Hepatitis B and C in dialysis units in Iran: Changing the epidemiology


S. M. Alavian, Prof of Internal Medicine, Gastroenterology and Hepatology, Baqiyatallah Research Center for Gastroenterology and Liver Disease, PO Box: 14155-3651, Vanaq Square, Mola Sadra Street, Tehran, Iran.
E-mail: Alavian@thc.ir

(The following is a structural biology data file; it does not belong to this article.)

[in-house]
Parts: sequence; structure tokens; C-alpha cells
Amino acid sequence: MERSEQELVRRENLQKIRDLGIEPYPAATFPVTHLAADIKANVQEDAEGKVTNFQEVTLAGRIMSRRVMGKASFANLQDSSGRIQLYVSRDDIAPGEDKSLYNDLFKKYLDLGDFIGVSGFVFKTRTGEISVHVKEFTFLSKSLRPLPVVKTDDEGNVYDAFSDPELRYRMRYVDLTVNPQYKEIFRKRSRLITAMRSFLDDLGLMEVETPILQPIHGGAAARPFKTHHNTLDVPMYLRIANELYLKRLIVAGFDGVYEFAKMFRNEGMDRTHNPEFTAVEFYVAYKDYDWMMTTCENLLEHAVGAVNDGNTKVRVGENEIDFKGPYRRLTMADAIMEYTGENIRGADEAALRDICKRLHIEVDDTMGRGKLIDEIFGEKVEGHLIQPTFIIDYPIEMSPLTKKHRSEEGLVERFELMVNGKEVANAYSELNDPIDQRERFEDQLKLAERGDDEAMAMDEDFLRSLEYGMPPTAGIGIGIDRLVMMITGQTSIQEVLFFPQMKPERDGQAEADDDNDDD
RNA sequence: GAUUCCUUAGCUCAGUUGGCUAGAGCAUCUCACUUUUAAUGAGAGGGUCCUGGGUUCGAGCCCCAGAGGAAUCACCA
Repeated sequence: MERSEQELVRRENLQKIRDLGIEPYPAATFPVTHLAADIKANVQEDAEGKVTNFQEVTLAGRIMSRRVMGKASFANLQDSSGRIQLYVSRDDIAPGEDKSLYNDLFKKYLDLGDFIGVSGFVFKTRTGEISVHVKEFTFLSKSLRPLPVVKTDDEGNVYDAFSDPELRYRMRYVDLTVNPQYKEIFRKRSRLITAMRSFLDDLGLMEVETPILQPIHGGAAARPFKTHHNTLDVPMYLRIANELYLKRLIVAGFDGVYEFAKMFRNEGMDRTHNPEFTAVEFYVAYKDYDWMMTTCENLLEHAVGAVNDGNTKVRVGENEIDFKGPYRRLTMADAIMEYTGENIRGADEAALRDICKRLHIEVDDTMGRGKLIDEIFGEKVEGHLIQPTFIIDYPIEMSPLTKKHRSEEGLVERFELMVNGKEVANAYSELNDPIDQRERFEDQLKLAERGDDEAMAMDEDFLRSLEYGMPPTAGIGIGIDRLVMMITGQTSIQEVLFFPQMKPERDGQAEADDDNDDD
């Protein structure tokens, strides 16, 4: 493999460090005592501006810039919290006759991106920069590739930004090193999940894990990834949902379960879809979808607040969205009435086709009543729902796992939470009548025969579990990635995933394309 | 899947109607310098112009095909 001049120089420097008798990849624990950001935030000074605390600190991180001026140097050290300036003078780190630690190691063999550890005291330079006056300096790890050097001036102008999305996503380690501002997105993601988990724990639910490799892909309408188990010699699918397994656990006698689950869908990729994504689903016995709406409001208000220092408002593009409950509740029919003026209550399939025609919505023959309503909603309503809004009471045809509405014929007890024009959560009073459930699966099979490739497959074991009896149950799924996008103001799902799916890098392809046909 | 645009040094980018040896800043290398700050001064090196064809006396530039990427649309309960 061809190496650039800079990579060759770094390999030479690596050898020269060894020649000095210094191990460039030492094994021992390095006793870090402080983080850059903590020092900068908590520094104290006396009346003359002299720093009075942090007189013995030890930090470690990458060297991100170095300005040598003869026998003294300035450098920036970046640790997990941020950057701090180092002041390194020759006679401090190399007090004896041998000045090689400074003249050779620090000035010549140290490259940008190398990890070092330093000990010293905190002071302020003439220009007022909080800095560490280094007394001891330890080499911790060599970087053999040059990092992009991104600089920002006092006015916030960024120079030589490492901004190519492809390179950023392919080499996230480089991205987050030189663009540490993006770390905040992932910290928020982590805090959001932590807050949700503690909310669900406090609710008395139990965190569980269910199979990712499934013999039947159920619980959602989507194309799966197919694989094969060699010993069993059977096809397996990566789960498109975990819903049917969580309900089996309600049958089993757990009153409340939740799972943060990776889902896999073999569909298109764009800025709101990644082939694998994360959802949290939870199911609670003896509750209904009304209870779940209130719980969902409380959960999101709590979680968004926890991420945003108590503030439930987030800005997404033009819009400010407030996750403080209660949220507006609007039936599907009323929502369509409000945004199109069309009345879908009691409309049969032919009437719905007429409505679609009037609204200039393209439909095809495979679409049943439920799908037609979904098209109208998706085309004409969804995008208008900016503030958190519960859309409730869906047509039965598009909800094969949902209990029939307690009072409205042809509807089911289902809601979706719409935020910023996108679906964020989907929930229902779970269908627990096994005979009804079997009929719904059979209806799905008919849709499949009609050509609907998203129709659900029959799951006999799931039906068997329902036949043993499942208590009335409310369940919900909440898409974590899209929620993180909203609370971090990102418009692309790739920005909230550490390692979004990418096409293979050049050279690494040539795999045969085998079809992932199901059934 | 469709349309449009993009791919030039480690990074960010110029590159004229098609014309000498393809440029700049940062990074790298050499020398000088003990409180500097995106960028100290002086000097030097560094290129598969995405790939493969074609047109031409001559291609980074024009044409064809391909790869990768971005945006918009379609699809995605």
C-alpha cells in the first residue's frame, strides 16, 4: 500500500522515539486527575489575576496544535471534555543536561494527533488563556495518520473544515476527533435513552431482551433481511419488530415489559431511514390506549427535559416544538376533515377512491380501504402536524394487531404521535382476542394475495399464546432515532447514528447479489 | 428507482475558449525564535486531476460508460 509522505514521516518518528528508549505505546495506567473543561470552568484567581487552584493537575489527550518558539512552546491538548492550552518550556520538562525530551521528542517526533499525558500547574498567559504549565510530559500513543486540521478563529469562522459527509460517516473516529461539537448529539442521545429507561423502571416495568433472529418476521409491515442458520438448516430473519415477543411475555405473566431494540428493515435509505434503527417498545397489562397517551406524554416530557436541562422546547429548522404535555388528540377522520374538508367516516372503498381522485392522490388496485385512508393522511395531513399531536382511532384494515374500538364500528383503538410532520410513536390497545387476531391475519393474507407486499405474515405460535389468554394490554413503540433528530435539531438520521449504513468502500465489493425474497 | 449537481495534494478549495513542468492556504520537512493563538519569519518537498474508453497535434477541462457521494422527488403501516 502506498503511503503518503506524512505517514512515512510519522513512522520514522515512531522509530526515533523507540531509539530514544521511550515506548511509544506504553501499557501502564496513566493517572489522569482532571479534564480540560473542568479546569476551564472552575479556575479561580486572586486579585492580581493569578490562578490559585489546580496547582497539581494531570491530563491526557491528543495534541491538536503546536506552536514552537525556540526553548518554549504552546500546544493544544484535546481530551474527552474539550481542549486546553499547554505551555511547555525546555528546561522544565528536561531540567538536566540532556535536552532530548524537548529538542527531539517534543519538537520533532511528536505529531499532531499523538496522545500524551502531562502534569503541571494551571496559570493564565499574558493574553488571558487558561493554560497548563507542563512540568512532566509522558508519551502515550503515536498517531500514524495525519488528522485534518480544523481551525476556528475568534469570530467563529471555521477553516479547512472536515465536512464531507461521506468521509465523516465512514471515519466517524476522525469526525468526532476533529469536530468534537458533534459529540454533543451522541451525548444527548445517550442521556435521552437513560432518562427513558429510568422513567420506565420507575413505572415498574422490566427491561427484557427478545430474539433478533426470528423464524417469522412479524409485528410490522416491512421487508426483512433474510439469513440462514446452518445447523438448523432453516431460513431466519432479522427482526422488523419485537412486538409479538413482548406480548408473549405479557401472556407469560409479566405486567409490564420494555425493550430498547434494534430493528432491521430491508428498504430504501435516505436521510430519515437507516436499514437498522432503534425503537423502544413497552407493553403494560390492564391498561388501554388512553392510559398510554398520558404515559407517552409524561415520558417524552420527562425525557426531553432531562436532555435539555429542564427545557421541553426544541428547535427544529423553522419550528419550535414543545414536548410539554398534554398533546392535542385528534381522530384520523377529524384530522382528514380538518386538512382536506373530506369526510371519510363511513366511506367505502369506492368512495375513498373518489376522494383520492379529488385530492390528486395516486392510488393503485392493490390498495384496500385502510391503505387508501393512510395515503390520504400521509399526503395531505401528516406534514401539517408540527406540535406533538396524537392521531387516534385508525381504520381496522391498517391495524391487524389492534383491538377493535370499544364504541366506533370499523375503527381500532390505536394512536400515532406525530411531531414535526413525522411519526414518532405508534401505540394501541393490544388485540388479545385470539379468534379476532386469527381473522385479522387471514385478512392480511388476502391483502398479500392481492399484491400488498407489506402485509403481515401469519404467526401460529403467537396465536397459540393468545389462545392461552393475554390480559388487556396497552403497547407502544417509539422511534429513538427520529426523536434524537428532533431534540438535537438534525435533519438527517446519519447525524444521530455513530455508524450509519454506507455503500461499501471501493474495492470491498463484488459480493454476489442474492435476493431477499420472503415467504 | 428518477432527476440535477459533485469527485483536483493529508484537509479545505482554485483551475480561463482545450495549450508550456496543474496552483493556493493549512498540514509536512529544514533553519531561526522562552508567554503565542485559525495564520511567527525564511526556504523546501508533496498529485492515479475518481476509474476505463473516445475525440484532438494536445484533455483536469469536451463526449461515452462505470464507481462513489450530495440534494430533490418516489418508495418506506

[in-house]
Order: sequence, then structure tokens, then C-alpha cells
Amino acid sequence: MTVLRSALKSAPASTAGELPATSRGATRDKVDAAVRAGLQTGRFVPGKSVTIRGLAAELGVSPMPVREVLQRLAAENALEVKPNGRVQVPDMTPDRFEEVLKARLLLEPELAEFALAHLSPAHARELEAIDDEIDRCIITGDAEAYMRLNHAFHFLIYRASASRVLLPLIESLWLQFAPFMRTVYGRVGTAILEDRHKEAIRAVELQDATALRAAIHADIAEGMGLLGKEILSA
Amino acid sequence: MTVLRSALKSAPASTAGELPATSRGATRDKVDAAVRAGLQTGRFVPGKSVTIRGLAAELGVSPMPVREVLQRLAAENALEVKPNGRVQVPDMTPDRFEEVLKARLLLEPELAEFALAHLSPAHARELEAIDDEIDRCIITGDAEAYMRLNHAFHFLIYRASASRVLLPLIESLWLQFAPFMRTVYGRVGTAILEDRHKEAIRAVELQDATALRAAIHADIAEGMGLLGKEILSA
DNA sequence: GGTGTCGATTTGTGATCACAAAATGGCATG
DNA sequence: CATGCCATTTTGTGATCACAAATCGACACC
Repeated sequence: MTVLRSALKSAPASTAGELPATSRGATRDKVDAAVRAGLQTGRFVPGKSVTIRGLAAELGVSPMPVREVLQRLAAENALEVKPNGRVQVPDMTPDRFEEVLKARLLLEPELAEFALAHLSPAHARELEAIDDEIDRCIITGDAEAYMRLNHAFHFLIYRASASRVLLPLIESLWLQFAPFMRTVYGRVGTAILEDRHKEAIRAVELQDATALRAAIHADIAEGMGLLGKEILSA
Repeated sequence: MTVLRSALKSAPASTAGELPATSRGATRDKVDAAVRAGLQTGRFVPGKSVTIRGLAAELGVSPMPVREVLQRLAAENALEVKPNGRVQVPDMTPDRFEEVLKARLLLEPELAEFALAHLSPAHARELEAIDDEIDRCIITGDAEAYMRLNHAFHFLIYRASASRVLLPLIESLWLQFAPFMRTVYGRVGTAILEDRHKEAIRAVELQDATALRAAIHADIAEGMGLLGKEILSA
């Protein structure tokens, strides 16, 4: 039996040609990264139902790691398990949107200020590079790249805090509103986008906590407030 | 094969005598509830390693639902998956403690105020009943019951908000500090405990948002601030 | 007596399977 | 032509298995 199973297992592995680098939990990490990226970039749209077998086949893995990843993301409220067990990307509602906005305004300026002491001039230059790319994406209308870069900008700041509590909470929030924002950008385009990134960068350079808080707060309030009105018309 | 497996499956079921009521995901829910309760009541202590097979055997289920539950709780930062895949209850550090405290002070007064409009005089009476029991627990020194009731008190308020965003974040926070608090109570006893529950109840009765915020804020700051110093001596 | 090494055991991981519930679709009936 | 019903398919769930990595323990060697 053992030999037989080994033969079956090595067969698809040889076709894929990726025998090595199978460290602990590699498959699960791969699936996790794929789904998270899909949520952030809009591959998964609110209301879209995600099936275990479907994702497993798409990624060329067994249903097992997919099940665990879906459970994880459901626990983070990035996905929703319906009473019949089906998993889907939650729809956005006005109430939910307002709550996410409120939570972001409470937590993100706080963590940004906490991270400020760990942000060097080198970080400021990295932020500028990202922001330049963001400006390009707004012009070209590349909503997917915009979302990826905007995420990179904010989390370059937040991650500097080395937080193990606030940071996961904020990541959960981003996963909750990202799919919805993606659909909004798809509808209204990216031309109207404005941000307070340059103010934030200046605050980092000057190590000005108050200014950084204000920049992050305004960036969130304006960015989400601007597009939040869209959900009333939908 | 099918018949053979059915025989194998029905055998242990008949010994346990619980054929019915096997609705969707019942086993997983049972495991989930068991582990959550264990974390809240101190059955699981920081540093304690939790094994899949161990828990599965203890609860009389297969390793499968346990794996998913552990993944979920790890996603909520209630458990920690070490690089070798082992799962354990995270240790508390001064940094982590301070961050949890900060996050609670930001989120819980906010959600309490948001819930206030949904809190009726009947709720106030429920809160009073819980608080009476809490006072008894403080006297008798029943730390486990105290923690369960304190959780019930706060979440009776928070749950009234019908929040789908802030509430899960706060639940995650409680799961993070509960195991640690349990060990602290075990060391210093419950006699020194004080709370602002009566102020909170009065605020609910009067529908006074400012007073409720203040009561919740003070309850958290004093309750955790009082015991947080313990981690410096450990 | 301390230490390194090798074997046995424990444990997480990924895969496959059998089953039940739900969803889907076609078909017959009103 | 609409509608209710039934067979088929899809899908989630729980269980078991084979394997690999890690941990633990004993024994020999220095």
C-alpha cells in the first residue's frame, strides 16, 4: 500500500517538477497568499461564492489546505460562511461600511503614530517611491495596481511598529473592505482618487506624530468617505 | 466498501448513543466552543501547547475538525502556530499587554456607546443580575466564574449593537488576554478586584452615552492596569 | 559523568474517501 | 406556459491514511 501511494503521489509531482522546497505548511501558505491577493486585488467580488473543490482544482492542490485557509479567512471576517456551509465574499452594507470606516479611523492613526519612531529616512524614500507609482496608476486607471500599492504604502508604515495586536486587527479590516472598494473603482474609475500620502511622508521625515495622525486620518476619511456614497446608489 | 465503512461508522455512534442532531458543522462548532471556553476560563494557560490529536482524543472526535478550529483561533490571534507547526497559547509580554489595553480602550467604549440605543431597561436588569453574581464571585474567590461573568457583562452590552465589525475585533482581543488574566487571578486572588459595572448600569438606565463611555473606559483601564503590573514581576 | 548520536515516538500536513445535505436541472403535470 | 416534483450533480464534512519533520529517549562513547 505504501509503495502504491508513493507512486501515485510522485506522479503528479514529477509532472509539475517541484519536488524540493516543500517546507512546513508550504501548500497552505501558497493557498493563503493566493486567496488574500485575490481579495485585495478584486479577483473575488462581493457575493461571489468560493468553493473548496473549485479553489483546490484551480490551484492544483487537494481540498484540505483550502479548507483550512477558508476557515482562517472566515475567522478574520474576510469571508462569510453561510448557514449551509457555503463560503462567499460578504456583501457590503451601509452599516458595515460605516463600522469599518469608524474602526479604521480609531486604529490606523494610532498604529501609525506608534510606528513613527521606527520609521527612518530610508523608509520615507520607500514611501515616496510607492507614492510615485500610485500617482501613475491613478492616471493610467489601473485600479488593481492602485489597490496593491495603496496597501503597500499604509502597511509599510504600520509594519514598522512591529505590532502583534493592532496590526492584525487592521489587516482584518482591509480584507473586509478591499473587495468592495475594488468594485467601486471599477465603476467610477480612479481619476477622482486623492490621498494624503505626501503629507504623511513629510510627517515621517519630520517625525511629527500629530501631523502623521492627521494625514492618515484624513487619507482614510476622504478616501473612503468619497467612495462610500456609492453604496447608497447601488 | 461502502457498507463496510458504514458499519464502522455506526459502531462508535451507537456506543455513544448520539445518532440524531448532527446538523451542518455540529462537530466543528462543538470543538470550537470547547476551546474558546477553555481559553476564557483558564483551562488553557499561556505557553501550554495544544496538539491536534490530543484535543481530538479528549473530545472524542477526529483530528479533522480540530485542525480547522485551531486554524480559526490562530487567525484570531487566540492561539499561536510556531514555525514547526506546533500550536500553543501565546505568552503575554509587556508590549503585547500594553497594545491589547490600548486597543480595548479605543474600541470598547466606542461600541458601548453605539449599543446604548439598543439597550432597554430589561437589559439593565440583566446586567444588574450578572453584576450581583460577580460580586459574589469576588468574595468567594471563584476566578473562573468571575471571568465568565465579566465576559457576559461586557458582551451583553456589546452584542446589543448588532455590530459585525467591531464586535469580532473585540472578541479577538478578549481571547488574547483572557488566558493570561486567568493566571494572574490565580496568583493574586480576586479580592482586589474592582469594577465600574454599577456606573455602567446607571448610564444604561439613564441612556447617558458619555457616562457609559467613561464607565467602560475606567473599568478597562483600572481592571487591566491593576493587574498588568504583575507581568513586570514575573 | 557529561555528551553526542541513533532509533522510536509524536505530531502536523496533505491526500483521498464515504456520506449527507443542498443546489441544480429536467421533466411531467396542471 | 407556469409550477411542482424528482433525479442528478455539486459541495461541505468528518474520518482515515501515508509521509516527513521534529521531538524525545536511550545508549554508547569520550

Hepatitis B (HBV) and C (HCV) viruses are the most important infections transmitted by the parenteral route in patients receiving maintenance dialysis. The prevalence varies markedly from country to country. The aim of this study is to review the efficacy of the strategies to reduce the incidence of these infections and the trend of results in Iran. As a routine, all hemodialysis patients in Iran have biannual blood samples for assessment of serum HBSAg, HBS Abs, and HCV Abs. The data are collected in the Ministry of Health. For statistical analysis, prevalence, and incidence were calculated. There is an increasing prevalence/incidence of end-stage renal disease (ESRD) in Iran, from 238/49.9 pmp in 2000 to 357/63.8 pmp in 2006. The prevalence of positive HBSAg and HCV Abs decreased from 3.8% and 14.4% in 1999 to 2.6% and 4.5% in 2006, respectively. Regarding the genotype distribution in Iran, no one was found with genotype 2. On the subject of decreasing HBV infection, our next strategy should be mandatory vaccination in dialysis centers and in the pre-ESRD period. Concerning HCV infection prevention, 2 approaches may be recommended: the first is decrease of duration of the hemodialysis period by possible early transplantation of suitable patients. The next is a strictly enforced isolation policy for HCV-positive patients, which may play a role in limiting HCV transmission in HD units, and universal precaution in dialysis units should be under constant close surveillance.